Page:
In NPC 0.0 the standings based rules would apply, if you're out of favour with the pirates don't expect their traffic control to tell you about that battlefleet in system. The real awesomeness of this plan finally shows up in the rest of 0.0 space, there's no intel here by default, but once your alliance plants your TCU and takes control you can setup a trackin station upgrade that will monitor anyone entering and leaving the system via the jump gates or those oh-so-obvious cyno beacons. Ships arriving via covert cyno's and wormholes wouldn't be detected until they do something to signal their presence, such as approaching a gate, POS or outpost. The tracking station would have to be setup away from any interference so it needs to sit in deep space, away from POS towers, and being a big hunk of electronics it's quite sensitive to things like guns and missiles. Give less than a million hp of shield+armour and maybe 10million structure, easy to disable quickly by a small gang looking for something to do while the system residents hide in stations.

As an alliance with your own space you get access to even better tools for intel monitoring, as well as intel in local alliance members (perhaps only with the correct roles) would be able to go to the starmap and see the status of all the systems they controlled. Instead of the delayed map statistics you'd be able to see numbers change much more rapidly, and you'd be able to look in the system you were about to jump into, instead of trying to find someone in your lame intel channel who's not AFK. You'd be able to see that red fleet arrive on the edge of your space, know what way they're headed and arrange the response with a better understanding of what you're facing. Unless of course the incoming fleet makes a point of sending in someone to kill your tracking stations.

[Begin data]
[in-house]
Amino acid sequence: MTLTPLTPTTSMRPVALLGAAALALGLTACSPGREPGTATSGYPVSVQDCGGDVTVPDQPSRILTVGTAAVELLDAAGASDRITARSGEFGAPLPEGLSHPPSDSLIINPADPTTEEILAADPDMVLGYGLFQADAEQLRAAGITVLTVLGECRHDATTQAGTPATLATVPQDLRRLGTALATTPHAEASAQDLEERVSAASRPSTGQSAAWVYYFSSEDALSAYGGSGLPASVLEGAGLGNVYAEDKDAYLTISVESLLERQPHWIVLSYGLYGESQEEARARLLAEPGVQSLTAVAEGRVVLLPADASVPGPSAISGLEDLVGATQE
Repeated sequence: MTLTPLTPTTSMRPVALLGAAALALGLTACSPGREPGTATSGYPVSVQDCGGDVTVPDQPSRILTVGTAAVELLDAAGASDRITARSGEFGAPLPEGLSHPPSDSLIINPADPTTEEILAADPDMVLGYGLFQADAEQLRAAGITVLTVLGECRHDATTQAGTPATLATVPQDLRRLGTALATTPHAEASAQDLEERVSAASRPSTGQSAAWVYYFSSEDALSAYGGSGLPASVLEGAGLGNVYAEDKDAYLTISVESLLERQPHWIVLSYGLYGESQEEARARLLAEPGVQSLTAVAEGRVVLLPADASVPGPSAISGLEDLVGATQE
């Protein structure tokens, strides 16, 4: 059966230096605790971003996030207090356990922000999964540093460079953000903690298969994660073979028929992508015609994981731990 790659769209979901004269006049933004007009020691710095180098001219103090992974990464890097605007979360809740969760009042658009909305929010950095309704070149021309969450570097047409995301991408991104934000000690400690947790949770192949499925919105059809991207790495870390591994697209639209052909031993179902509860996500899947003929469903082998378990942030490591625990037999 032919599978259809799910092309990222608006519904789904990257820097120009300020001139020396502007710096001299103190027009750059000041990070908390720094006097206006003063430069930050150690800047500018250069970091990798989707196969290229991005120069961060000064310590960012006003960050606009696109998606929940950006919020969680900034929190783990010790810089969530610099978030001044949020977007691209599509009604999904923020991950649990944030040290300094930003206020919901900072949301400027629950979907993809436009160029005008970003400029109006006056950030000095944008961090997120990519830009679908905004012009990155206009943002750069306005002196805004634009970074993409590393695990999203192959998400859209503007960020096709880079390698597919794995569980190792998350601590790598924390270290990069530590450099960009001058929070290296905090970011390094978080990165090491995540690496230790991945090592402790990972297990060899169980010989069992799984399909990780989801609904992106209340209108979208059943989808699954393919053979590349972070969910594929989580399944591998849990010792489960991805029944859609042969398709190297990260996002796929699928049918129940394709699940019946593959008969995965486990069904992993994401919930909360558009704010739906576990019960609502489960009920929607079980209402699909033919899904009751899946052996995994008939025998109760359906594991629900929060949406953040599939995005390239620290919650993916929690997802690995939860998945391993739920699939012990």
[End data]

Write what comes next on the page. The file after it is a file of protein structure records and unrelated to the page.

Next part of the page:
The 0.0 behaviour provides new reasons to take and hold sov, it provides a proper intel dashboard to track enemy incursions and it also provides some tangible sov related targets for small PVP gangs that find their targets hiding.